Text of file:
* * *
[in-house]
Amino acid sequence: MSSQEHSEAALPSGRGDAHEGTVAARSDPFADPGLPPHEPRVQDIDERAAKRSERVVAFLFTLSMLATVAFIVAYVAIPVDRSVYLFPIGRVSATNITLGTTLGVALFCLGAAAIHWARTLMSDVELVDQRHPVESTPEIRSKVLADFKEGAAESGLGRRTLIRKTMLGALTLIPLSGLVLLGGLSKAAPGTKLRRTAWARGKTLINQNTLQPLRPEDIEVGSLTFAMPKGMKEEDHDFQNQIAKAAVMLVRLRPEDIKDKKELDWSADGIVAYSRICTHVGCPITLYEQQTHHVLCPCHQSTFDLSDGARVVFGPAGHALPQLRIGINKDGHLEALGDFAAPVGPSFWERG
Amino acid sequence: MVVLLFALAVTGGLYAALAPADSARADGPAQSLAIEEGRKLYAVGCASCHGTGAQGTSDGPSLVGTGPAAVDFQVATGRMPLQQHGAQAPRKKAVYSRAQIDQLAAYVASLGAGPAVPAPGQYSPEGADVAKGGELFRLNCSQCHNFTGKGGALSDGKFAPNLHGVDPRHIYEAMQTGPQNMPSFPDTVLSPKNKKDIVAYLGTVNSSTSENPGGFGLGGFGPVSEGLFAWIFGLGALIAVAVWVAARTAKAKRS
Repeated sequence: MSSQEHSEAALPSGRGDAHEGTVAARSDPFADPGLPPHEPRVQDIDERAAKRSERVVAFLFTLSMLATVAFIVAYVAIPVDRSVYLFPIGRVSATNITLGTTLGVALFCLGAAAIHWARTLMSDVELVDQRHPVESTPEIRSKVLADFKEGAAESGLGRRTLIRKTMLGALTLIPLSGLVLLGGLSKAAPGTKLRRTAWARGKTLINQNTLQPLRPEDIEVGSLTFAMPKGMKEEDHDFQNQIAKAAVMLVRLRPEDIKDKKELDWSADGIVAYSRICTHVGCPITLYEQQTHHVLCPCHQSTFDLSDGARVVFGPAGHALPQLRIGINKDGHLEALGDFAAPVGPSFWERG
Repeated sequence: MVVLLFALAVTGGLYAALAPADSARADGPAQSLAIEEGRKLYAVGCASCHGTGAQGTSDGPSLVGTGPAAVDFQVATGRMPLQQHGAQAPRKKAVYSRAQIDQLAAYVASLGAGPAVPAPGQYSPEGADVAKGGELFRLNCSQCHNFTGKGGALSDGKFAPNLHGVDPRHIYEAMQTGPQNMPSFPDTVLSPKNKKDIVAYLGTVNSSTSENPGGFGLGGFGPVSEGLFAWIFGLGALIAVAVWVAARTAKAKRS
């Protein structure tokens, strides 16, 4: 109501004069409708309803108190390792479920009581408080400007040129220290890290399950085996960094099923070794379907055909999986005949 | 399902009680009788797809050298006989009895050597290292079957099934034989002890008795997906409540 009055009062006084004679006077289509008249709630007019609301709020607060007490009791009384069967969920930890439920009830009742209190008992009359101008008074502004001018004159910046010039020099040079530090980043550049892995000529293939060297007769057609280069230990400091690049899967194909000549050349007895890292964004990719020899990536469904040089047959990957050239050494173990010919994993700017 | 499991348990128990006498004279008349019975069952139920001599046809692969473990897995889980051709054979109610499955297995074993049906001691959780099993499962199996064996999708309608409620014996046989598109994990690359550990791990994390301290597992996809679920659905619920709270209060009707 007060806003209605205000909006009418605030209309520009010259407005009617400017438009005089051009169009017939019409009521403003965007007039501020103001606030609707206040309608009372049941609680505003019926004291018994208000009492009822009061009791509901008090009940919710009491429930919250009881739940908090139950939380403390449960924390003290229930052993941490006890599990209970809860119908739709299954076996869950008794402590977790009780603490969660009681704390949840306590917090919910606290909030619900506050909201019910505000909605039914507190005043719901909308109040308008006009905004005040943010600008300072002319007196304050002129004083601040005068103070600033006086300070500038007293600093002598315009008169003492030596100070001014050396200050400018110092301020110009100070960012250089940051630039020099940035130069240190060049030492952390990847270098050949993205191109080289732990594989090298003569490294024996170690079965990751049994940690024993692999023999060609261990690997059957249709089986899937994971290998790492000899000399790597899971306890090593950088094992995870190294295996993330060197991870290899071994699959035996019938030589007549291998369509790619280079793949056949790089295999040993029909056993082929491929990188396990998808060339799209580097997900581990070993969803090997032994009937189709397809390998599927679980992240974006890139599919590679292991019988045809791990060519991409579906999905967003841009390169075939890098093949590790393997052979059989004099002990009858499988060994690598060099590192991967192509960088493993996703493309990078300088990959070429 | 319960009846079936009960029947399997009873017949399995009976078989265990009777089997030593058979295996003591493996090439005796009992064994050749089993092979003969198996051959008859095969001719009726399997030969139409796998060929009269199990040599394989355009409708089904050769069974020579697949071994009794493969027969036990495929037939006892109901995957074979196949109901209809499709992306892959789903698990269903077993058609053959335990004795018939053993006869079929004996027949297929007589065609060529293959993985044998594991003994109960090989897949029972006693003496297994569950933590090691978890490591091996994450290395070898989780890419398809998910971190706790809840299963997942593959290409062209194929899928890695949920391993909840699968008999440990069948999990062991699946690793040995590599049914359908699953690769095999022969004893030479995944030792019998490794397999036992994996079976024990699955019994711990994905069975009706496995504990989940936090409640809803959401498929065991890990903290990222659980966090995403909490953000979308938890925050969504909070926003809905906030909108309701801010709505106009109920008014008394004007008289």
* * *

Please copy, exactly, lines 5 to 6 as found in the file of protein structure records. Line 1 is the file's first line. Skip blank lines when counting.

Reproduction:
Repeated sequence: MVVLLFALAVTGGLYAALAPADSARADGPAQSLAIEEGRKLYAVGCASCHGTGAQGTSDGPSLVGTGPAAVDFQVATGRMPLQQHGAQAPRKKAVYSRAQIDQLAAYVASLGAGPAVPAPGQYSPEGADVAKGGELFRLNCSQCHNFTGKGGALSDGKFAPNLHGVDPRHIYEAMQTGPQNMPSFPDTVLSPKNKKDIVAYLGTVNSSTSENPGGFGLGGFGPVSEGLFAWIFGLGALIAVAVWVAARTAKAKRS
């Protein structure tokens, strides 16, 4: 109501004069409708309803108190390792479920009581408080400007040129220290890290399950085996960094099923070794379907055909999986005949 | 399902009680009788797809050298006989009895050597290292079957099934034989002890008795997906409540 009055009062006084004679006077289509008249709630007019609301709020607060007490009791009384069967969920930890439920009830009742209190008992009359101008008074502004001018004159910046010039020099040079530090980043550049892995000529293939060297007769057609280069230990400091690049899967194909000549050349007895890292964004990719020899990536469904040089047959990957050239050494173990010919994993700017 | 499991348990128990006498004279008349019975069952139920001599046809692969473990897995889980051709054979109610499955297995074993049906001691959780099993499962199996064996999708309608409620014996046989598109994990690359550990791990994390301290597992996809679920659905619920709270209060009707 007060806003209605205000909006009418605030209309520009010259407005009617400017438009005089051009169009017939019409009521403003965007007039501020103001606030609707206040309608009372049941609680505003019926004291018994208000009492009822009061009791509901008090009940919710009491429930919250009881739940908090139950939380403390449960924390003290229930052993941490006890599990209970809860119908739709299954076996869950008794402590977790009780603490969660009681704390949840306590917090919910606290909030619900506050909201019910505000909605039914507190005043719901909308109040308008006009905004005040943010600008300072002319007196304050002129004083601040005068103070600033006086300070500038007293600093002598315009008169003492030596100070001014050396200050400018110092301020110009100070960012250089940051630039020099940035130069240190060049030492952390990847270098050949993205191109080289732990594989090298003569490294024996170690079965990751049994940690024993692999023999060609261990690997059957249709089986899937994971290998790492000899000399790597899971306890090593950088094992995870190294295996993330060197991870290899071994699959035996019938030589007549291998369509790619280079793949056949790089295999040993029909056993082929491929990188396990998808060339799209580097997900581990070993969803090997032994009937189709397809390998599927679980992240974006890139599919590679292991019988045809791990060519991409579906999905967003841009390169075939890098093949590790393997052979059989004099002990009858499988060994690598060099590192991967192509960088493993996703493309990078300088990959070429 | 319960009846079936009960029947399997009873017949399995009976078989265990009777089997030593058979295996003591493996090439005796009992064994050749089993092979003969198996051959008859095969001719009726399997030969139409796998060929009269199990040599394989355009409708089904050769069974020579697949071994009794493969027969036990495929037939006892109901995957074979196949109901209809499709992306892959789903698990269903077993058609053959335990004795018939053993006869079929004996027949297929007589065609060529293959993985044998594991003994109960090989897949029972006693003496297994569950933590090691978890490591091996994450290395070898989780890419398809998910971190706790809840299963997942593959290409062209194929899928890695949920391993909840699968008999440990069948999990062991699946690793040995590599049914359908699953690769095999022969004893030479995944030792019998490794397999036992994996079976024990699955019994711990994905069975009706496995504990989940936090409640809803959401498929065991890990903290990222659980966090995403909490953000979308938890925050969504909070926003809905906030909108309701801010709505106009109920008014008394004007008289």